I owe a debt to “Payable On Death.” They helped lift me out of the miry (and grungy) clay of late ’90s alternative and rapcore.
In my early to mid-teens I was a sucker for bands like Soundgarden, Deftones, Beastie Boys, and, I’m afraid to admit: Limp Bizkit. I was a “good” church kid that didn’t miss a Sunday or Wednesday service thanks to my mom, but I wouldn’t categorize myself as much more than a spectator among Christian festivities back then. And though I assimilated much about cultural Christianity into my life during that time, I had a serious aversion to the Christian music industry.
With all due respect to Amy Grant, Michael W. Smith, and dc Talk, I couldn’t shake the notion that the only thing that Christian music had to offer was, well, cheese.
Then along came P.O.D. Their “Southtown” release helped ignite the beginning of the short lived “rapcore” rage. At the end of my 9th grade year I happened to stumble upon a $1.99 demo that featured their song “Lie Down” (still have it memorized). I was shocked and hooked at once.
A bold and refreshing new world of Christian music opened up to me. It didn’t include keyboard solos and “Jesus is my boyfriend” sentiments. It had nasty guitar riffs, timely screaming, Rastafarian undertones, and contrarian rap lyrics like:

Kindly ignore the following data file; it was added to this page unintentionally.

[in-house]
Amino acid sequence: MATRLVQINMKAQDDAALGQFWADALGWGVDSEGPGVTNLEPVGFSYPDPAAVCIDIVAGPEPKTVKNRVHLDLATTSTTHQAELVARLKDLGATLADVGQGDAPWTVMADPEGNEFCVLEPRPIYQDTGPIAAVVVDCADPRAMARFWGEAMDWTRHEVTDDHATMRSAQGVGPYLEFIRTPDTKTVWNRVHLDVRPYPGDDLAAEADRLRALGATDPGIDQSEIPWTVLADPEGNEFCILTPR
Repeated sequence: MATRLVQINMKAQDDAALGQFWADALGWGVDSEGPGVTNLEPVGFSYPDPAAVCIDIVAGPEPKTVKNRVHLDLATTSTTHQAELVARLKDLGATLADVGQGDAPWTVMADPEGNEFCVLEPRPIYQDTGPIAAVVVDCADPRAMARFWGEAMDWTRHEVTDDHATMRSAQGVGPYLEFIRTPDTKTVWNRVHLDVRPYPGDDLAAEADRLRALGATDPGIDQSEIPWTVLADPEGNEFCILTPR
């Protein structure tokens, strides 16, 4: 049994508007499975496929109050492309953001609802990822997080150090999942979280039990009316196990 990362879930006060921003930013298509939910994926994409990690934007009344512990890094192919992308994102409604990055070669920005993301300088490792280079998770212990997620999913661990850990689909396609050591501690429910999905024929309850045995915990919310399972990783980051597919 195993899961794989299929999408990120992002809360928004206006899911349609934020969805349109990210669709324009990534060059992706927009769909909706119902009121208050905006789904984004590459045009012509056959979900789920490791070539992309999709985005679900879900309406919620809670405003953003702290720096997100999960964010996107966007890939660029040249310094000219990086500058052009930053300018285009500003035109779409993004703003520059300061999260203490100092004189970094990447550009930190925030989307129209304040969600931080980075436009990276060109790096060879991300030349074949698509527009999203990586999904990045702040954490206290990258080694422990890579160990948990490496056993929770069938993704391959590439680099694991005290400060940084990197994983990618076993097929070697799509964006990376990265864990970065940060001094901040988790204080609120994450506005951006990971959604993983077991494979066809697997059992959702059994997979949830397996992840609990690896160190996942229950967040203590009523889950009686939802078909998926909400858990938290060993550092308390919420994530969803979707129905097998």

They feed us lies, dress up my King in false disguise
Behind those eyes, soul of Savior I recognize
No compromise, while the whole world becomes corrupt
Tonight we break the surface for lives, we comin’ up
There’s probably a lot more that can be said about P.O.D.’s choices for collaborations and album cover art, but not here.
I owe them more than that.
They helped me find my two choices were not limited to Nine Inch Nails or Steven Curtis Chapman in the musical style spectrum. There possibly was a righteous middle ground.
My passion for the group has waned significantly in my adulthood but my appreciation for them has not. The band God used to spark my formative spiritual years still finds itself caught in a cultural rock and religious hard spot. P.O.D. is still somewhat too hardcore for the Christian music scene and too Christian for the hardcore music scene.
But I remember a time when listening to their heavy handed riffs and Christological lyrics was like a desert traveler drinking from a fire hydrant.
In a CCM land of cookie cutter music styles, cliche chorus lines, spray tans, and self conscious image projections, a gritty movement arose. That movement included a dreadlocked, tatted up, metal cover band with a passion for the youth of a nation.
One misguided youth caught their vision and hasn’t quite been the same.
I couldn’t tell you one song on the latest P.O.D. album. But for old times sake, and as a tribute to the first Christian band I ever liked, I’ll conclude with this:
Tribal Warriors unite!